Is this the ultimate folding bike?

Tested: Dahon Flo

Description: Race-ready folding hard-tail XC mountain bike

Price: up to £1,499 (available on the net for £1,247)

Reviewer: Christos Markou



The first thing to understand when considering the purchase of this bike is that the Dahon Flo bears little resemblance to Dahon’s other products.  It is not heavy.  It is very stable.  It is virtually indistinguishable from a non-folding bike.

If you are looking for a clunky, heavy, unstable and weird-looking folder then read no further.  If, however, you are looking for a bike that can match the best mid-range XC bikes on the market but with the added advantage that it fits in a suitcase then the Flo may be for you.



The Flo was designed by one of the masters of off-road biking, Joe Murray, and uses the Tom Ritchey break-away system to allow the frame to be dismantled into two halves.  The tube set is Reynolds 853 air-hardened steel tubing and the geometry is just what you would expect from a Joe Murray bike – a forward-leaning riding position that allows maximum power to the pedals and facilitates a blast up the steepest hills.

The whole bike weighs in at a svelte 10.9kg (yes it really is that light) and features a generally high quality parts spec including:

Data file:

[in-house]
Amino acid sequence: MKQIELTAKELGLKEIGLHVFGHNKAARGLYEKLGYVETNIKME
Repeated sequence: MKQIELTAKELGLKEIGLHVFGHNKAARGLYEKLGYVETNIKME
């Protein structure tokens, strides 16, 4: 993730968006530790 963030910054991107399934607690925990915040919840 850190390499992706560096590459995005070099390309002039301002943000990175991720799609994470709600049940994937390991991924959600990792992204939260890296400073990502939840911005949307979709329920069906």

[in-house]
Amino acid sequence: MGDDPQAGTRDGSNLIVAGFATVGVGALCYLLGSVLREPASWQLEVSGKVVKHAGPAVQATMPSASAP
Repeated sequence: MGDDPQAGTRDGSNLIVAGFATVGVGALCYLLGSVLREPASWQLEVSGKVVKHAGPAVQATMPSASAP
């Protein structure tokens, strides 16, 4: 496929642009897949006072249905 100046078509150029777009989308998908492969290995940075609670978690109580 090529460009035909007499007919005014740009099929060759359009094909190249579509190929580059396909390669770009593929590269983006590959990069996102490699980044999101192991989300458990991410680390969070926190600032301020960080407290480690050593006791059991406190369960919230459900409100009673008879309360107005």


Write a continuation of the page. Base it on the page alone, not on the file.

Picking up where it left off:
1. 27 gears using SRAM X9 gripshift and derailleurs and Truvativ Firex Team crankset

  1. Manitou SPV7 forks

  1. Avid BB7 disk brakes

  1. American Classic ultra-light hubs

  1. Carbonlite riser

  1. NVO adjustable stem

  1. SDG Bel-Air i-Beam saddle

  1. Schwalbe Racing Ralph tubeless tires on WTB Speeddisc rims with DB stainless steel spokes


The first thing you will notice when you get on this bike is that this is no ordinary cross-country mountain bike.  This baby is clearly built for speed and reacts instantly – no long and slow riding up to speed with this one!  

The low rolling resistance of the tires, together with the ultra-light frame and running gear ensure a quick take-off every time.  The bike is also exceptionally stable and the steel frame is lively and very forgiving, adding just the right amount of flex for those of us who are not sold on the need for everything in the mountain-bike world to be rigid for its own sake.

The bike could, however, feel a little like taming a thoroughbred for those who are not used to bikes of this weight and this gearing, and the low gears are fiercely powerful.  Make sure you keep the weight on the forks when pulling away in the low range or you will do a wheelie on this one for sure.

Setting up the bike is easy – the i-Beam seat post and SDG seat can be adjusted for tilt and moved back and forward by the use of one bolt only and the infinite adjust stem allows for the bars to be lifted or dropped to just the right height in a matter of seconds.